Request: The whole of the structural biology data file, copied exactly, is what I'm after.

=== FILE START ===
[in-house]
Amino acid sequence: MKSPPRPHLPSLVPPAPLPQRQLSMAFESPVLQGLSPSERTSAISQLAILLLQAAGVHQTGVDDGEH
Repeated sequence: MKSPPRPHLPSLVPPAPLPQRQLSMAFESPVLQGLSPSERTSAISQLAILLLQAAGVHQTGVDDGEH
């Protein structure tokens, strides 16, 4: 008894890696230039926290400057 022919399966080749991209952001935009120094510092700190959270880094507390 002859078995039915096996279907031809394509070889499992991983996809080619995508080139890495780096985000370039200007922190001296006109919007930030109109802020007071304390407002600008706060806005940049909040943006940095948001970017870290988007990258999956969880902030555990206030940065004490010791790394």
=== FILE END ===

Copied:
[in-house]
Amino acid sequence: MKSPPRPHLPSLVPPAPLPQRQLSMAFESPVLQGLSPSERTSAISQLAILLLQAAGVHQTGVDDGEH
Repeated sequence: MKSPPRPHLPSLVPPAPLPQRQLSMAFESPVLQGLSPSERTSAISQLAILLLQAAGVHQTGVDDGEH
């Protein structure tokens, strides 16, 4: 008894890696230039926290400057 022919399966080749991209952001935009120094510092700190959270880094507390 002859078995039915096996279907031809394509070889499992991983996809080619995508080139890495780096985000370039200007922190001296006109919007930030109109802020007071304390407002600008706060806005940049909040943006940095948001970017870290988007990258999956969880902030555990206030940065004490010791790394």